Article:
Twelve year old Maddy Blythe from Locust Grove, Georgia was pulled from her middle school’s football team, not because her performance was lacking, but because she is a girl.
My first instinct was to lash out in something that’s got to be close to fury. Then I decided to take a step back and consider the best way to approach it, worried that I was too close to the situation.
I was very active in sports as a middle schooler, and the time I spent on the court and field was very important to my identity at that time of my life. After thinking about it for a while, I decided my initial reaction was appropriate. The team gains nothing by losing Maddy as a teammate. Not only is she holding her own as defensive tackle, she’s kicking ass. In fact, her coach welcomed her to the team with enthusiasm and fought to keep her on, but it was ultimately not his decision.
The school’s CEO called Maddy’s parents into a meeting to discuss their daughter’s future as a football player. He felt that her continuing to be a member of the football team would lead the boys to have “impure thoughts,” or that the talk in the locker room might be too much or her to handle. Additionally, it was his belief that boys and girls should not compete together or against each other, because they are created equal but different.
So, impure thoughts. The thoughts of preteen boys, pure or not, are not Maddy’s problem. She can’t control what other people think or feel about her and should not be expected to be responsible for anyone’s thoughts or actions but her own. Once again, we are finding more ways to blame young women for the way that men feel about them. Although this girl, decked out in full gear, pads and helmet, couldn’t be further from a women in a short skirt who has been drinking, the idea is still the same.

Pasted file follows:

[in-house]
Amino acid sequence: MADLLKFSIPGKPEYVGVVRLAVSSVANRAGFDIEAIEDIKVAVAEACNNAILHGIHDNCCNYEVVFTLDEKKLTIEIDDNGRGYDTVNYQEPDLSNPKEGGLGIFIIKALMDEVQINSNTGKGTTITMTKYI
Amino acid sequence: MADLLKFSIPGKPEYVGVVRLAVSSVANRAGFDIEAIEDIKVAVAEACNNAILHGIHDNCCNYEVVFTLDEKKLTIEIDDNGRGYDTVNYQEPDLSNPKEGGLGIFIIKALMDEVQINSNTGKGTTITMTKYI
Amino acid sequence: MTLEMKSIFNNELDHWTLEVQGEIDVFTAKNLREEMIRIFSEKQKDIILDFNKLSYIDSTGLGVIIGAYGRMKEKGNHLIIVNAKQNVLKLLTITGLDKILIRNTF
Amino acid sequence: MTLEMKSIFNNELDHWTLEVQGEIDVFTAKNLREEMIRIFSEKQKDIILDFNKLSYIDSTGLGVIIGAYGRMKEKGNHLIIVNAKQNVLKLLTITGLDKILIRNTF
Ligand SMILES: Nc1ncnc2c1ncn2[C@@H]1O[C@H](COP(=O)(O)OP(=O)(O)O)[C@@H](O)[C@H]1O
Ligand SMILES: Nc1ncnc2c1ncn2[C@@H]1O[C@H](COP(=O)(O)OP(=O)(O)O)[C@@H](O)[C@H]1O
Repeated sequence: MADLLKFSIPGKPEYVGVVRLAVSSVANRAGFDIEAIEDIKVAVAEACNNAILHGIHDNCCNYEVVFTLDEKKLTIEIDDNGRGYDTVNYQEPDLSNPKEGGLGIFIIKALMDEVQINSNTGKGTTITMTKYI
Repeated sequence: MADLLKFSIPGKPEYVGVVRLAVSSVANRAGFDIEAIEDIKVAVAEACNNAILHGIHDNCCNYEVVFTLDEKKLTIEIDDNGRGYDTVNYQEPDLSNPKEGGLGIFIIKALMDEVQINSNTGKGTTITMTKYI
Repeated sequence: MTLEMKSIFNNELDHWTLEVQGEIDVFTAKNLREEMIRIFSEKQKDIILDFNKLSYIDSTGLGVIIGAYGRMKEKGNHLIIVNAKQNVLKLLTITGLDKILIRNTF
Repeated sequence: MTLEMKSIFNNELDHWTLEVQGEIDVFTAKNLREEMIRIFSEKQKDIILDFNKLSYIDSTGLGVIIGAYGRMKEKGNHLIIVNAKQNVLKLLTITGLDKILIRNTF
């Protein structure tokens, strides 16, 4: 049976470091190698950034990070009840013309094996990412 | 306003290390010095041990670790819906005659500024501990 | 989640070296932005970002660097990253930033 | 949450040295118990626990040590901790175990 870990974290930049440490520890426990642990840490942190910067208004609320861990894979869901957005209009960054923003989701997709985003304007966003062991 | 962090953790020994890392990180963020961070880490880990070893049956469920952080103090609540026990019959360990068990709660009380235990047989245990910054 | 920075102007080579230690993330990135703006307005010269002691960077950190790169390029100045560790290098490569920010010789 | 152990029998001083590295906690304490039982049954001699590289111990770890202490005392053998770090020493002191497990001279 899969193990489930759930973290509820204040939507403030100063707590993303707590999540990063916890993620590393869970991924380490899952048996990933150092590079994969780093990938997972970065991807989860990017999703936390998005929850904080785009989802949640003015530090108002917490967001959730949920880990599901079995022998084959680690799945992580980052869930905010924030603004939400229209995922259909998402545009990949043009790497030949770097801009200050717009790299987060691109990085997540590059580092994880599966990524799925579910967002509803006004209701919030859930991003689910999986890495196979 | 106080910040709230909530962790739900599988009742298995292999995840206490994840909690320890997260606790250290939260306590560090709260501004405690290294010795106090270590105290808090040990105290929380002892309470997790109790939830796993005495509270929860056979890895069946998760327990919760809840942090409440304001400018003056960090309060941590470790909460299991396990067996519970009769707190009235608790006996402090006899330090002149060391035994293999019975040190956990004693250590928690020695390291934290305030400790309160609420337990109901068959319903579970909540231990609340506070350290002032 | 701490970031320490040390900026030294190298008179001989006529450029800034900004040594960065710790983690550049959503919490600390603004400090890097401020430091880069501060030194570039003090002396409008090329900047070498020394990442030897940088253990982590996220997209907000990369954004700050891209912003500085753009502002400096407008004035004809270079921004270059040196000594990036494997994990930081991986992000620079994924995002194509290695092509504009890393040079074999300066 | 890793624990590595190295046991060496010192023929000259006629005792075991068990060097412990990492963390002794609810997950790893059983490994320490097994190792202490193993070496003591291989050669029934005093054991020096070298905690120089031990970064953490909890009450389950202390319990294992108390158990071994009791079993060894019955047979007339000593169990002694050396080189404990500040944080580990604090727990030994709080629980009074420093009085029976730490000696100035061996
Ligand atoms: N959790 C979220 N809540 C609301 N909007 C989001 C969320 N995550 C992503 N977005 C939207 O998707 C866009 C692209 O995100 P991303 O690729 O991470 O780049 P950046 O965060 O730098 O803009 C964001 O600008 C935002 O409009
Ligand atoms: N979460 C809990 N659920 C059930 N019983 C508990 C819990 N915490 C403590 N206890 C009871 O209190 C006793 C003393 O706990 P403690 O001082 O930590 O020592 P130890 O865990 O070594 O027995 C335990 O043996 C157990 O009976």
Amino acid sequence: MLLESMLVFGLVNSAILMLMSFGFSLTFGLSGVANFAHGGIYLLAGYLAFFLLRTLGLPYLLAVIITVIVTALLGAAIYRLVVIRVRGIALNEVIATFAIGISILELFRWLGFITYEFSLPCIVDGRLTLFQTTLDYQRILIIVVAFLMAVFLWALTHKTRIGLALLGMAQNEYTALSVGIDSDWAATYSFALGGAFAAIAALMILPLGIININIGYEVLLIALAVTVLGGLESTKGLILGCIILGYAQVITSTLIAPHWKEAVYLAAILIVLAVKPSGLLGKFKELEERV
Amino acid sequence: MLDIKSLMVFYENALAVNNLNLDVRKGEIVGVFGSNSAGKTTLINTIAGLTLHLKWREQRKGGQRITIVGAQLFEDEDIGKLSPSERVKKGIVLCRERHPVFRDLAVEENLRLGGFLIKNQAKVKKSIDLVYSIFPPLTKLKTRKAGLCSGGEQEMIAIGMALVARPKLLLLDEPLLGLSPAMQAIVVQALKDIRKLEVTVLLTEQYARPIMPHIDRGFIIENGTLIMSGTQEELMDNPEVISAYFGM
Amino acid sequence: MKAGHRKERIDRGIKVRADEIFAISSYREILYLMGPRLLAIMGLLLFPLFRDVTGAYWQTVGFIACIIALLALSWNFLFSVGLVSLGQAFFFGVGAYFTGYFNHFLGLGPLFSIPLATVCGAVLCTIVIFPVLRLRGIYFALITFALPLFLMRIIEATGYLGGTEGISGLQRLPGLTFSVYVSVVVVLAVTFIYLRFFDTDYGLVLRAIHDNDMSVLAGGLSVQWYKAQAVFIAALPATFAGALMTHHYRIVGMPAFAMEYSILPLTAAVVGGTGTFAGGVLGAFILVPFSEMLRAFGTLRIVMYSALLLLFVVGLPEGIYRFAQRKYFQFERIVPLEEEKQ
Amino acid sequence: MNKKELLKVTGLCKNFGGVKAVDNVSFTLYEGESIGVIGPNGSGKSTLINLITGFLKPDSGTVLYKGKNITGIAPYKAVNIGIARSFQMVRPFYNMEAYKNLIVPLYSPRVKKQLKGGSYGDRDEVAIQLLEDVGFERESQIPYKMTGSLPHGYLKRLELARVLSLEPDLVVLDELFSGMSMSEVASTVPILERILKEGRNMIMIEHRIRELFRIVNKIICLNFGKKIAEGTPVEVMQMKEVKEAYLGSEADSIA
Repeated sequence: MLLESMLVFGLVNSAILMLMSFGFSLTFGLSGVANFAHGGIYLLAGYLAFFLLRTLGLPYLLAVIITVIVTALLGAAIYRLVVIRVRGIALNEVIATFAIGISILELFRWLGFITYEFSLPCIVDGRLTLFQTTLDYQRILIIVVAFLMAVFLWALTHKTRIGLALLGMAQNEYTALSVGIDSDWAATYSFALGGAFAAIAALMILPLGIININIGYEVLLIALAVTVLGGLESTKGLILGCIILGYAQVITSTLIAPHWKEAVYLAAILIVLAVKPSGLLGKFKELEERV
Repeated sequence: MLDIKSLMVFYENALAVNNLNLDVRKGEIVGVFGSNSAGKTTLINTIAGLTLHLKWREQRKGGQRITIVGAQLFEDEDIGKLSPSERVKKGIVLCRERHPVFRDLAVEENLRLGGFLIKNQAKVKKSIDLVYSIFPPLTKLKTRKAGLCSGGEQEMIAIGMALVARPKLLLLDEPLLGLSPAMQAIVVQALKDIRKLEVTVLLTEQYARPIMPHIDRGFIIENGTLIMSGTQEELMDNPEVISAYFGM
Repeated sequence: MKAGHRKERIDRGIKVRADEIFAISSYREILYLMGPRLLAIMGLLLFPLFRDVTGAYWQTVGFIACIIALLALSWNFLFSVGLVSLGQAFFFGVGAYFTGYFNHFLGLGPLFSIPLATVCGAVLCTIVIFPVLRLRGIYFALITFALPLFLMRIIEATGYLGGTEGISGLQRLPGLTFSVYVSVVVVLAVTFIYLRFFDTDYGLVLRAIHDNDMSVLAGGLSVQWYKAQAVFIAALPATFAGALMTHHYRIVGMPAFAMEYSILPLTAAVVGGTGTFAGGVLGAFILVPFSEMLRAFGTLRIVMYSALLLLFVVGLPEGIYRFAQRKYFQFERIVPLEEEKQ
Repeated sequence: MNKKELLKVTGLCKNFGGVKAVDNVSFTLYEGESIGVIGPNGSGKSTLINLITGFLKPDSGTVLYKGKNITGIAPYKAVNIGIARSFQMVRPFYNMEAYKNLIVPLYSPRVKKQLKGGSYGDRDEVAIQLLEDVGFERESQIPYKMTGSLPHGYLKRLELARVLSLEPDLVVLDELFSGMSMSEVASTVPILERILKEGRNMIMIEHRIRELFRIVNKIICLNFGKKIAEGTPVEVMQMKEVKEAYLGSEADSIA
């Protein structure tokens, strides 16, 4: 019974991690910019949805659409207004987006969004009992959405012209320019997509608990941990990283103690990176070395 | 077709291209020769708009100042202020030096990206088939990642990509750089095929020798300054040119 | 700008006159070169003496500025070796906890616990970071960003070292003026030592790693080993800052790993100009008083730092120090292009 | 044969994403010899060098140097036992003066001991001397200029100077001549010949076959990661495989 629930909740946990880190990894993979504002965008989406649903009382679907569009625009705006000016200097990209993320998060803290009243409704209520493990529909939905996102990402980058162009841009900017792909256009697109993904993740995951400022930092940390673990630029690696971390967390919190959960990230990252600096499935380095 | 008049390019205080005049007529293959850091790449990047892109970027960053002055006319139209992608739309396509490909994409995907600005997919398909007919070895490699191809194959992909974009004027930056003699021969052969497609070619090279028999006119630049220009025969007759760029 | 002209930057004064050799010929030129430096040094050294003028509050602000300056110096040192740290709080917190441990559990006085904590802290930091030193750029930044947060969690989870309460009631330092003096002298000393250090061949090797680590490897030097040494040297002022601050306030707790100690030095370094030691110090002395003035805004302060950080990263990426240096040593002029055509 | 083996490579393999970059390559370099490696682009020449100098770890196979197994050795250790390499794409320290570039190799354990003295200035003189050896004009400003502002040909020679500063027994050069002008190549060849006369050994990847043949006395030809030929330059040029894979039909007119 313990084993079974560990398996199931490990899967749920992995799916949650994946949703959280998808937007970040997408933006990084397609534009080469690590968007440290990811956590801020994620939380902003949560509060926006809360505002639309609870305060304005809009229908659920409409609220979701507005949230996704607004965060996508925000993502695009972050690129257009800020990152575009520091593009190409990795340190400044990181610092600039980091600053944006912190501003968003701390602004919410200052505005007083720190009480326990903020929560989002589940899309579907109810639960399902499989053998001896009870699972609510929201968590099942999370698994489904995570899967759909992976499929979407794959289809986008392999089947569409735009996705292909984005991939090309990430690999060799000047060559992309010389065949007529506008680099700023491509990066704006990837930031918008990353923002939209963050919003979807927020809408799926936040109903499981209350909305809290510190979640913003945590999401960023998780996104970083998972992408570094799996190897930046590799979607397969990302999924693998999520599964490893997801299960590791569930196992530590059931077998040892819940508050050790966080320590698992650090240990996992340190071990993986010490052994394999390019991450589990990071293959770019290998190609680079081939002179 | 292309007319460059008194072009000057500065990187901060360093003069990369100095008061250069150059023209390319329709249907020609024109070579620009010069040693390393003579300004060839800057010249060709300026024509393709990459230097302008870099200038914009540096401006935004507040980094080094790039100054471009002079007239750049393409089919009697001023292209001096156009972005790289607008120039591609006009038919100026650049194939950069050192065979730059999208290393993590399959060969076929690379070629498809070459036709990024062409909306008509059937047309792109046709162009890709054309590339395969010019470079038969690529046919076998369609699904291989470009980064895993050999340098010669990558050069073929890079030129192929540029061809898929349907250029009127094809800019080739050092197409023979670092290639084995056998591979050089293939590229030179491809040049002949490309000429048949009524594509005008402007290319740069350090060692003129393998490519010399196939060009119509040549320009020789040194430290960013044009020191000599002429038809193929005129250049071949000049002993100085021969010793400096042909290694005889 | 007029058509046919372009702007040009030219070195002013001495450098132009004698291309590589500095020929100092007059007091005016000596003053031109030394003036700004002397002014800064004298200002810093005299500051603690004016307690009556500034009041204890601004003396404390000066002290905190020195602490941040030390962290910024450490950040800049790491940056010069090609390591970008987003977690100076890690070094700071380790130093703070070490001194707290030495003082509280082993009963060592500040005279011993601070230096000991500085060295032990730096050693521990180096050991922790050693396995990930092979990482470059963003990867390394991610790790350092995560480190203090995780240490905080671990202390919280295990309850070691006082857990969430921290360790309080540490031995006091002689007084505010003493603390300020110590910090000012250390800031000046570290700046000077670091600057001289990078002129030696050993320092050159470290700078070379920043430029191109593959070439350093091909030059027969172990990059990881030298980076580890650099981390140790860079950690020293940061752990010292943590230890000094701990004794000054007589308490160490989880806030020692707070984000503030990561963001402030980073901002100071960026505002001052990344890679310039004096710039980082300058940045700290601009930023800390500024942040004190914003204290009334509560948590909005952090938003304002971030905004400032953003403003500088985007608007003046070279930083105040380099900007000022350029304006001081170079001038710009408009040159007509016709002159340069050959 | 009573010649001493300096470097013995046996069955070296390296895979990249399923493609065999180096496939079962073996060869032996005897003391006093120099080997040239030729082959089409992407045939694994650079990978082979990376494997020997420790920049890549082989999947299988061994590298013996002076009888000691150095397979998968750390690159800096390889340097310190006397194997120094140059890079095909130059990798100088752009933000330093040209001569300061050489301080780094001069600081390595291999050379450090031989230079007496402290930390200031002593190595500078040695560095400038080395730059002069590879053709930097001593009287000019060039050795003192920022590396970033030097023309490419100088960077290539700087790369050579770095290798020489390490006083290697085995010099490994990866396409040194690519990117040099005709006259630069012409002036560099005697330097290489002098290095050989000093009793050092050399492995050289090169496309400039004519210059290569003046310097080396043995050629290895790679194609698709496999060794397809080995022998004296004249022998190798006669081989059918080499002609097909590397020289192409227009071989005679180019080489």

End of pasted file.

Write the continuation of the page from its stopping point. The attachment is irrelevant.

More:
Somehow we are still finding ways to blame the victim. It is slut-shaming at its most ridiculous. Additionally, how does her playing football increase those chances? These kids spend all day together, in class, at lunch, at recess. Aren’t they just as likely to have “impure” thoughts during those days when she’s showing a little leg in those standard issue private school uniform shorts? Are they going to take it a step further and start segregating all the classes by gender? Boy’s math and girl’s math?
Then there’s locker room talk. In the school’s eyes, the problem is not the filthy things coming from the mouths of these boys, it’s that Maddy shouldn’t be hearing it. If the issue was the boys talking in a inappropriate manner, the school would take action to assure that they were punished for it. What happened to demerits and detention? Instead they are concerned about Maddy somehow being blemished or scandalized by what she hears. The truth is, anything that is inappropriate for Maddy to hear is just and equally unsuitable for her male peers.
Equal but different… haven’t I heard that somewhere? Sounds a whole lot like separate but equal, which was proven wrong a long time ago. Like most human rights, women’s right’s are a slippery slope. What seems like an isolated incident becomes a precedent for all those other girls who want to play football or do whatever else someone deems too masculine. Eventually, those girls are going to grow up and want crazy things like equal pay and a place in the business world!
But the silver lining, albeit thin, is that Maddy’s mother, a former police officer and mom of 6 (can we just take a minute to appreciate the awesomeness of that?) has started a Facebook page and plans to fight the school on their decision. You can support Maddy by visiting and liking Let Her Play. Leave her a message and let her know you are standing with her, grease paint and shoulder pads on, helmet under arm.
Written by Rachel Brandt